Truth, Inspiration, Hope.

Focusing on Education and Law Enforcement, Anna Belfore-Defaus Is Seeking to Represent District 47 on NY City Council

Published: June 14, 2023
Anna Belfore-Defaus, a Republican running for New York City Council, poses for a picture at the Brooklyn library on June 12 in New York City. (Image: Eva ZhangVision Times)

On June 12, Vision Times had the opportunity to sit down with Republican Anna Belfore-Defaus who is running for New York City Council to represent the Bay Ridge and Coney Island-based 47th Council District. She is on the ballot in the Republican primary on June 27 this year. If elected as the Republican nominee, she will be on the ballot for the general election slated for November 7. 

Belfore-Defaus is a wife, mother, NYC public school teacher and founder of the “Thank You NYPD” movement. 

She is running on a platform that prioritizes education, supporting small businesses and properly funding the New York Police Department (NYPD) which she says will help the city thrive and address rampant crime.

When asked what her priority would be should be successful in her election bid she didn’t hesitate and responded, “Education.”

“I think parents need to be aware of what’s happening behind the scenes with the public school system. A lot of the gifted and talented programs are being taken away and a lot of parents are upset over that but, [they] don’t know how to approach it,” she told Vision Times.

A veteran teacher, she said she knows how to organize people to get their voices heard and that more parents need to put more pressure on the City to “make sure the needs of the students are being met,” whether they are gifted and talented or whether they are special needs students. “I happen to be a special education teacher and I see that a lot of the money that is supposed to go to the students is not,” she said. 

“New York City spends almost … $35,000 per student but, by the time it gets to the student, I think the schools only see about five or six thousand dollars per student,” she said, adding that, “If we paid $35,000 a year tuition, our kids would all go to preparatory school.”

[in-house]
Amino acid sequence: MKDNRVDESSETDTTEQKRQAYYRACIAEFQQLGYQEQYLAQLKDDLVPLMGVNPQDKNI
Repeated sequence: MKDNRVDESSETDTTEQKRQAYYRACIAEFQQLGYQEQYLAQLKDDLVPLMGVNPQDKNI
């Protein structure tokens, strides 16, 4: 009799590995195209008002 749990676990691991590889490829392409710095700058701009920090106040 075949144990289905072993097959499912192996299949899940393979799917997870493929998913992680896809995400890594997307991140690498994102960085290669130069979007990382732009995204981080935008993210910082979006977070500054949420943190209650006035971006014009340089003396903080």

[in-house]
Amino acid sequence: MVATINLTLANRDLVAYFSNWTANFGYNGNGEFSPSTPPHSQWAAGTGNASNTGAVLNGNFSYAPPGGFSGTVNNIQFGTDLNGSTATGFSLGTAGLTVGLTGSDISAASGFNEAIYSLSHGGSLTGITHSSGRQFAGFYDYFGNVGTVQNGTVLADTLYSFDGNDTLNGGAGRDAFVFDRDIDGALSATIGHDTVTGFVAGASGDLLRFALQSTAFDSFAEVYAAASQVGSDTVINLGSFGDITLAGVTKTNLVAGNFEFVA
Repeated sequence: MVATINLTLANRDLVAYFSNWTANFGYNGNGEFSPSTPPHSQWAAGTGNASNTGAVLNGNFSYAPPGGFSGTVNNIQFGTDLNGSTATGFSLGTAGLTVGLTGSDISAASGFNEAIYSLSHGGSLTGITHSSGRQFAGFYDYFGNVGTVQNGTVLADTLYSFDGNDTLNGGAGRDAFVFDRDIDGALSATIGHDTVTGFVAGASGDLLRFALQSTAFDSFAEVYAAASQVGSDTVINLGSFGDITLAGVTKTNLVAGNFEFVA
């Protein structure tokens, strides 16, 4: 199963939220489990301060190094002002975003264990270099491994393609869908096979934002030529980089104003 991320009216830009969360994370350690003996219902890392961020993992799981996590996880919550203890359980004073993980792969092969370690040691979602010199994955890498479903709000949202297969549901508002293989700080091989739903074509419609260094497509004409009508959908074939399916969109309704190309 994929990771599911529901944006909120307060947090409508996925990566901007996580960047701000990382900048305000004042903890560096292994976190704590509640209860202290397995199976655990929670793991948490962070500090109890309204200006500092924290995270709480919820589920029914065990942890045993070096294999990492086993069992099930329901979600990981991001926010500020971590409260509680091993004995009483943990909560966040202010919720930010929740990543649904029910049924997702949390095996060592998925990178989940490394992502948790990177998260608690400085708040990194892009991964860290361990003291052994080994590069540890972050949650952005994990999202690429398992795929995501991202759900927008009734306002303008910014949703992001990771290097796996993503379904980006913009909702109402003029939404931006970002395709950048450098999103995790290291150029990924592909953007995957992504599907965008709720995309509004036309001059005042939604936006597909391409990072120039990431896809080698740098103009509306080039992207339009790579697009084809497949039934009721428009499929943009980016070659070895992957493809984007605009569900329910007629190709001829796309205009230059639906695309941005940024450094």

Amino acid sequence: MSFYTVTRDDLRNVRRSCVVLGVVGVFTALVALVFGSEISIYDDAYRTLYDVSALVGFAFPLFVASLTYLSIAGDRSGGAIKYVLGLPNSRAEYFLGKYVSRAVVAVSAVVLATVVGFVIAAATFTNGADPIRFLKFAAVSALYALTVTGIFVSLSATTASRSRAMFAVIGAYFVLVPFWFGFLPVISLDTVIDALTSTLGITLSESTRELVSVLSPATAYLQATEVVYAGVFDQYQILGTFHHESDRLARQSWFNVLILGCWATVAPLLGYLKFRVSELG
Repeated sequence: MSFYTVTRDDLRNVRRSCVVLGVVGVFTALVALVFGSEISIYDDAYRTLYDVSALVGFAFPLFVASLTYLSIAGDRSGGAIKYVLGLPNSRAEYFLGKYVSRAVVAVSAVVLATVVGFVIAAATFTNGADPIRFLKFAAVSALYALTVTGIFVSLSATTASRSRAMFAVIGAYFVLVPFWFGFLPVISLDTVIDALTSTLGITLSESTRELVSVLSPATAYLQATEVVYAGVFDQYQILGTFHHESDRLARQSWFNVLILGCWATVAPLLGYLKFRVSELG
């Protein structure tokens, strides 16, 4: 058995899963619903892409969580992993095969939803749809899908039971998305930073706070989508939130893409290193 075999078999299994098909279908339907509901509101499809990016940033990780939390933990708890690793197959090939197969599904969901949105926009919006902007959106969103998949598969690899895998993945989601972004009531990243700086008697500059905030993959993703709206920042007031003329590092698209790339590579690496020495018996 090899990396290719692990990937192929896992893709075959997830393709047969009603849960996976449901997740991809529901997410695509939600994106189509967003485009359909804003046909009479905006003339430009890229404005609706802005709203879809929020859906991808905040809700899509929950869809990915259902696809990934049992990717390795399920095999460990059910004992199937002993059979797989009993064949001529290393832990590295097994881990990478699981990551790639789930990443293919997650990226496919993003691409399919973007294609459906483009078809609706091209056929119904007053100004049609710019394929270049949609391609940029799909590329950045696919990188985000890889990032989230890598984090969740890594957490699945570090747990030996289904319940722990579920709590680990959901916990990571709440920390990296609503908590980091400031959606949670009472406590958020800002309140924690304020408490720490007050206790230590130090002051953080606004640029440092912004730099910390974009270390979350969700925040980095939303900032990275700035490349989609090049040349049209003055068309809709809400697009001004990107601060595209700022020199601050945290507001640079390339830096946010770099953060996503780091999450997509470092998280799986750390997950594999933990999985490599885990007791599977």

She points to this as evidence that the funds are being mismanaged and argues that administration and teachers should have more say in how that money is used, because “that money is not being spent properly and the schools are in bad shape.”

“We are putting a lot of our focus into people who are coming from outside agencies that don’t understand the public school system … It’s not helping at all, and we see that over the last 10, 20 years,” she added. 


Community safety and homelessness 

“I have three kids that I am raising in the city and they attend public school and for me what’s happening with the public school, the education system, and just basic safety when we leave the house is something that is alarming,” she told Vision Times.

According to the NYPD, in April this year, there was a total of 9,981 crimes reported; 32 murders, 118 rapes, 1220 robberies and thousands of felony assaults and reports of grand larceny, representing a 3.8 percent drop from April 2022 indicating there is still a long way to go in addressing crime in the Big Apple.